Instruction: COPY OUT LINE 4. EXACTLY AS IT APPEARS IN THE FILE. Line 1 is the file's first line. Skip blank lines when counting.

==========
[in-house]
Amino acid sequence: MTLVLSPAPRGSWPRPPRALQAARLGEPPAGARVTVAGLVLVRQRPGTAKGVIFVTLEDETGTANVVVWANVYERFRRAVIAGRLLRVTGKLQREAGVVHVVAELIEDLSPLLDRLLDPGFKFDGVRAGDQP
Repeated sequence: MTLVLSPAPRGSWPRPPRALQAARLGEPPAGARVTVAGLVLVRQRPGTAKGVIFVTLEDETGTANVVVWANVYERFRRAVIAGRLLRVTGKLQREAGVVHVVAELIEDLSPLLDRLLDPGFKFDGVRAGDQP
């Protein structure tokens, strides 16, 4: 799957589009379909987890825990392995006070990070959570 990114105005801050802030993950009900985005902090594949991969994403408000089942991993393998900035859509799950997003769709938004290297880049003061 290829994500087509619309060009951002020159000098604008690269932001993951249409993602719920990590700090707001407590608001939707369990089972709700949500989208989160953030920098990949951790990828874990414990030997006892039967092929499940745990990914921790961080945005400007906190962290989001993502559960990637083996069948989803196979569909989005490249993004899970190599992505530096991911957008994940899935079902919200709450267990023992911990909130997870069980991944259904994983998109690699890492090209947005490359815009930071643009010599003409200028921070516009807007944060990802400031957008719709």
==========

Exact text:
């Protein structure tokens, strides 16, 4: 799957589009379909987890825990392995006070990070959570 990114105005801050802030993950009900985005902090594949991969994403408000089942991993393998900035859509799950997003769709938004290297880049003061 290829994500087509619309060009951002020159000098604008690269932001993951249409993602719920990590700090707001407590608001939707369990089972709700949500989208989160953030920098990949951790990828874990414990030997006892039967092929499940745990990914921790961080945005400007906190962290989001993502559960990637083996069948989803196979569909989005490249993004899970190599992505530096991911957008994940899935079902919200709450267990023992911990909130997870069980991944259904994983998109690699890492090209947005490359815009930071643009010599003409200028921070516009807007944060990802400031957008719709």